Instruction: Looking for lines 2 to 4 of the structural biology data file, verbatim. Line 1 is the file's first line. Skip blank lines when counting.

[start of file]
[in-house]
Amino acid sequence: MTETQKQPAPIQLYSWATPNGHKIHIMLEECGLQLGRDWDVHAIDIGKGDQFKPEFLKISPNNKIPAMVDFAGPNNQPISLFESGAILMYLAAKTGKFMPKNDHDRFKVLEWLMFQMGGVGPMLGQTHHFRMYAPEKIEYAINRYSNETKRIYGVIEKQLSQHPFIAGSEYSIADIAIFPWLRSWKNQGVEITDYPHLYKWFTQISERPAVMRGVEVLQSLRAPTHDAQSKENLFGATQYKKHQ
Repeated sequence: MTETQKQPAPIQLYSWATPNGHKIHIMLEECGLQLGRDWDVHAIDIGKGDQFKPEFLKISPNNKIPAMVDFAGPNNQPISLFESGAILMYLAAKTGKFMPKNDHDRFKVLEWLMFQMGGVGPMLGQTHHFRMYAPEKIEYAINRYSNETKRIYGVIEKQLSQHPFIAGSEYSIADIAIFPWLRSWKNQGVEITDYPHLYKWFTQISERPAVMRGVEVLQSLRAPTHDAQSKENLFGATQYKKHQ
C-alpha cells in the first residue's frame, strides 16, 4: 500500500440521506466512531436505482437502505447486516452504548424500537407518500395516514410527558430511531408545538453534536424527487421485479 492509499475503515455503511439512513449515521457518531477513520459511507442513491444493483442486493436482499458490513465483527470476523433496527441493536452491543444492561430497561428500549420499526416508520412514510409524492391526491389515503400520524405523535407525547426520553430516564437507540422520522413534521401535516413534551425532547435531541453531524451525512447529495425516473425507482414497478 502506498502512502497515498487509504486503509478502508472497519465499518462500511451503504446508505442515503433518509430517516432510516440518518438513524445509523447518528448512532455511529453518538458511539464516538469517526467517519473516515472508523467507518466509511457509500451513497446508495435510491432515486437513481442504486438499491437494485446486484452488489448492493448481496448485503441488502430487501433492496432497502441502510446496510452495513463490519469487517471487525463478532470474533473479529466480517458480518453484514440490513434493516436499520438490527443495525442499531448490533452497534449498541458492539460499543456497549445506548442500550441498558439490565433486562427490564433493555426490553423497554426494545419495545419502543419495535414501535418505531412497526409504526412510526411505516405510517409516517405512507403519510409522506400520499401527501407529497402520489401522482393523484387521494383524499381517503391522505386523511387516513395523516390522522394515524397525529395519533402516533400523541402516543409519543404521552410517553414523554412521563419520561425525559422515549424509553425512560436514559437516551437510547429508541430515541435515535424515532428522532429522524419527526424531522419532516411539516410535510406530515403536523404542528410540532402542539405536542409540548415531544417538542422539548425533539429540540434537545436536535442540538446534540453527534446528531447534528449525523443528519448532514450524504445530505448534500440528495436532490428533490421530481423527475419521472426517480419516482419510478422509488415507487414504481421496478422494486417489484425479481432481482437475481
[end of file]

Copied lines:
Amino acid sequence: MTETQKQPAPIQLYSWATPNGHKIHIMLEECGLQLGRDWDVHAIDIGKGDQFKPEFLKISPNNKIPAMVDFAGPNNQPISLFESGAILMYLAAKTGKFMPKNDHDRFKVLEWLMFQMGGVGPMLGQTHHFRMYAPEKIEYAINRYSNETKRIYGVIEKQLSQHPFIAGSEYSIADIAIFPWLRSWKNQGVEITDYPHLYKWFTQISERPAVMRGVEVLQSLRAPTHDAQSKENLFGATQYKKHQ
Repeated sequence: MTETQKQPAPIQLYSWATPNGHKIHIMLEECGLQLGRDWDVHAIDIGKGDQFKPEFLKISPNNKIPAMVDFAGPNNQPISLFESGAILMYLAAKTGKFMPKNDHDRFKVLEWLMFQMGGVGPMLGQTHHFRMYAPEKIEYAINRYSNETKRIYGVIEKQLSQHPFIAGSEYSIADIAIFPWLRSWKNQGVEITDYPHLYKWFTQISERPAVMRGVEVLQSLRAPTHDAQSKENLFGATQYKKHQ
C-alpha cells in the first residue's frame, strides 16, 4: 500500500440521506466512531436505482437502505447486516452504548424500537407518500395516514410527558430511531408545538453534536424527487421485479 492509499475503515455503511439512513449515521457518531477513520459511507442513491444493483442486493436482499458490513465483527470476523433496527441493536452491543444492561430497561428500549420499526416508520412514510409524492391526491389515503400520524405523535407525547426520553430516564437507540422520522413534521401535516413534551425532547435531541453531524451525512447529495425516473425507482414497478 502506498502512502497515498487509504486503509478502508472497519465499518462500511451503504446508505442515503433518509430517516432510516440518518438513524445509523447518528448512532455511529453518538458511539464516538469517526467517519473516515472508523467507518466509511457509500451513497446508495435510491432515486437513481442504486438499491437494485446486484452488489448492493448481496448485503441488502430487501433492496432497502441502510446496510452495513463490519469487517471487525463478532470474533473479529466480517458480518453484514440490513434493516436499520438490527443495525442499531448490533452497534449498541458492539460499543456497549445506548442500550441498558439490565433486562427490564433493555426490553423497554426494545419495545419502543419495535414501535418505531412497526409504526412510526411505516405510517409516517405512507403519510409522506400520499401527501407529497402520489401522482393523484387521494383524499381517503391522505386523511387516513395523516390522522394515524397525529395519533402516533400523541402516543409519543404521552410517553414523554412521563419520561425525559422515549424509553425512560436514559437516551437510547429508541430515541435515535424515532428522532429522524419527526424531522419532516411539516410535510406530515403536523404542528410540532402542539405536542409540548415531544417538542422539548425533539429540540434537545436536535442540538446534540453527534446528531447534528449525523443528519448532514450524504445530505448534500440528495436532490428533490421530481423527475419521472426517480419516482419510478422509488415507487414504481421496478422494486417489484425479481432481482437475481